Camping 2.0

… and off they went biking along the single track…

The girls had ridden their bicycles all day. They just completed an eighteen-mile out n’ back trail named Sourdough, up along Indian Creek Wilderness, a bit north of Nederland, Colorado.

What a day! she exclaimed; I’m starving.

I could eat at least three burgers, her sister replied. What do we have for food?

Marshmallows. I believe that’s all we packed. 

Well, that puts us in a pickle, said her sister.

Just kidding, Dad shipped us out with a true spread: burgers, fixings, and even chocolate cake. All we have to do is fire up the grill. 

After dinner, the sun dipped and glowed a radiant starburst orange behind the Rockies. The wind whispered gently through the trees, and the birds and bugs chattered softly.

The girls put together a small campfire to warm their toes and snuggled up right next to each other in their camp chairs, teddy bears included.

They had brought a mix of books with them in the truck to start the evening. 

To her surprise, she had found an old-looking book squeezed between some of their favorites. Look at this, she told her sister, one of dad’s booksHe must have sent it along with us…

… to be continued… 

Thanks for reading, 

Cory

Series of Short Stories 2.0 (for the kids)

Pedal Faster!

Pedal faster, she screamed in a mixed excited, surprised wail. There’s a giant squid behind us and it’s going to get us!

It was just the motivation dad needed to pull the trailer up the increasing incline. He thought of the lactic acid building in his legs starting to become more of a reality than purely a textbook idea. Dad had not seen the squid but knew it was there. She had seen it. And it was real.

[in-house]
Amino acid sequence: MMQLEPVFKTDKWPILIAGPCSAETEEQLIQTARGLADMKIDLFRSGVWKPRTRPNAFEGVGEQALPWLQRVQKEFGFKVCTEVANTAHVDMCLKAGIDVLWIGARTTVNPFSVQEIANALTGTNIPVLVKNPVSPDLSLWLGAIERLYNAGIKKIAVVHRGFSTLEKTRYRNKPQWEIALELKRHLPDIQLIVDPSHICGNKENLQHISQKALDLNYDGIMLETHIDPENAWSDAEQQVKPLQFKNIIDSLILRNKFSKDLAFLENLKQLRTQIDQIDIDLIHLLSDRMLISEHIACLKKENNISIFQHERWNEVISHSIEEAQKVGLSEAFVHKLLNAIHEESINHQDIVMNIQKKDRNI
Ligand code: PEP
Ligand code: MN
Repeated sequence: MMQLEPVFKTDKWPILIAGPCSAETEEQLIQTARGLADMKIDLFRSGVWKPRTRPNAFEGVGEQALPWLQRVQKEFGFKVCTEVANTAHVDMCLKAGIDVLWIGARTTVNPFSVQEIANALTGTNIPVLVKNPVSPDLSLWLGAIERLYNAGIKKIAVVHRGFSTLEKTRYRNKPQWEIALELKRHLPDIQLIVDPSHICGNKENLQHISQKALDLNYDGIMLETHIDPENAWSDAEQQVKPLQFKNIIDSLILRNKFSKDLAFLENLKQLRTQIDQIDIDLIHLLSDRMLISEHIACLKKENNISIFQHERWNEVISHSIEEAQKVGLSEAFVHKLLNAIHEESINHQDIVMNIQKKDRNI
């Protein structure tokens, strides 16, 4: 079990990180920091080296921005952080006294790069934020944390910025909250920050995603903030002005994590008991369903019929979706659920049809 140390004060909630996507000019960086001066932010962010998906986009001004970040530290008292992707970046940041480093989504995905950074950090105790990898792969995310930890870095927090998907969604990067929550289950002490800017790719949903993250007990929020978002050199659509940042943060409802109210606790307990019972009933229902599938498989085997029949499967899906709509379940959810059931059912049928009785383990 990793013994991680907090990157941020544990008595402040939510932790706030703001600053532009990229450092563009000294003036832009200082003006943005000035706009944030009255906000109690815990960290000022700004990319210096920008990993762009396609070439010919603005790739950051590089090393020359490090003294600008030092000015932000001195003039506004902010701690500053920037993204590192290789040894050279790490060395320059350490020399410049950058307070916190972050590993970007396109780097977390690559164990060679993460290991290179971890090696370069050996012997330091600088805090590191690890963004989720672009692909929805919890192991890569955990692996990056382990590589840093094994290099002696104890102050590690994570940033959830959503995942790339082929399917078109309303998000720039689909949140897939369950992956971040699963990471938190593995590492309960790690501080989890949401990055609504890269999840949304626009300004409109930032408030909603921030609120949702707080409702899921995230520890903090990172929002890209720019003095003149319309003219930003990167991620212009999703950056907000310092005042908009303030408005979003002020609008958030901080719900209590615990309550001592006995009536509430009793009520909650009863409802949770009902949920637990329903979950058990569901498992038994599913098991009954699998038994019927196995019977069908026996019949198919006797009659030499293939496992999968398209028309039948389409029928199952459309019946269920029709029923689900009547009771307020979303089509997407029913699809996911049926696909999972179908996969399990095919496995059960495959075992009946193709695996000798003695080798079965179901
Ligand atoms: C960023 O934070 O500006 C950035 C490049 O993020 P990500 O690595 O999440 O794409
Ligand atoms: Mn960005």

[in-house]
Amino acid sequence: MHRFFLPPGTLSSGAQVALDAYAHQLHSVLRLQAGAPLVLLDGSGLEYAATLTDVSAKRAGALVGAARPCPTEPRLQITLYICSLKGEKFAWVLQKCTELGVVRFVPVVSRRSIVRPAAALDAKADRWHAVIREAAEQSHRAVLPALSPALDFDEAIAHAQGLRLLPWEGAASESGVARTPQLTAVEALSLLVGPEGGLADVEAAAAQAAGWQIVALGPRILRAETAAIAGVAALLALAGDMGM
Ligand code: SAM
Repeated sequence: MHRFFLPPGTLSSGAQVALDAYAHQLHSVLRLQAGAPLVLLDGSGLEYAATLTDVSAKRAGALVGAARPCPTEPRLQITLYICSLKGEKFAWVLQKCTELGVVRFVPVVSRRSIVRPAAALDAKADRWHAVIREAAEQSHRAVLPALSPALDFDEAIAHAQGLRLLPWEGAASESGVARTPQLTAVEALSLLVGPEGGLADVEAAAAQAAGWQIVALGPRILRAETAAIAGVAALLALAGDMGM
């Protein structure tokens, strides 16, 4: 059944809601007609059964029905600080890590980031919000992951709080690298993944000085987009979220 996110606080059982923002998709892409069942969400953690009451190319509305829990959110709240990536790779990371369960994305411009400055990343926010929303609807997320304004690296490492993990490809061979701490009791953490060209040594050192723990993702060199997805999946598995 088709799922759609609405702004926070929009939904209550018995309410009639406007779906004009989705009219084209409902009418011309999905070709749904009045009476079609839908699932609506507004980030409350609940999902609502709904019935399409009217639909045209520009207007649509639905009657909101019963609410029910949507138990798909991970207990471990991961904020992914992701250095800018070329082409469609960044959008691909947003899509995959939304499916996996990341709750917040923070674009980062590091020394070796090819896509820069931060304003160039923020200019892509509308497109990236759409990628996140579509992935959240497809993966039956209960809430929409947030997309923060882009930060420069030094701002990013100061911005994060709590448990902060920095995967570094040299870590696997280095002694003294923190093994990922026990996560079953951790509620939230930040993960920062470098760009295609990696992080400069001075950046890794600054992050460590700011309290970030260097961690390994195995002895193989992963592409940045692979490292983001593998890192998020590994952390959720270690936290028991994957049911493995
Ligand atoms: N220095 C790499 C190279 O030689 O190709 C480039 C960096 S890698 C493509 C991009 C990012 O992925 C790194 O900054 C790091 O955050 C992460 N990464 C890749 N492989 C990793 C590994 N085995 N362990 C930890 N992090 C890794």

Her sister had not seen the squid either but as she turned her head around, her eyes widened and her mouth dropped. She joined in Dad, Pedal faster! The squid! The squid! It’s going to get us.

Mind racing, feet spinning, dad kicked into high gear for fear of their potential peril with this unknown underwater creature. Shouts of glee paraded from the back of the trailer!

Once they were around the corner past the top of the hill free of the squid, dad downshifted again on the 80s purple Bianchi, slowing a tad to catch his breath. They were almost home and all four of them were nap ready.

The end.

Story Footnotes

We had pedaled all the way to Pirate Island and back, a place about ten miles from our home. The one hundred pound trailer included the kids, the chocolate-colored toy poodle, water, wet wipes and snacks, which decreased due to hungry tummies.

Pirate Island is a magical place. It sits just along the river, shaded by cottonwoods providing a small beach that ebbs depending on the river’s flow. Today, the sand beach was limited due to the snowmelt. The sky remained crystal clear blue with cumulus clouds in the distance.

Riding around in our neighborhood is similar to icing on cake. It is where adventure continues. Adventure doesn’t always have to be hours away or even halfway across the globe. It starts right when you wake up. It is an orientation toward life. It’s about possibility and opportunity. It’s a way of seeing the world from the eyes of a child. The ability to keep this perspective as an adult is what keeps me young. The kids and the weight of the trailer, of course, help.

Biking has everything we need. So, I’ll keep at it and pedal faster.  

As a sidenote, want to know something funny? This is a true story. Including the giant squid.

Thanks for reading.

Cory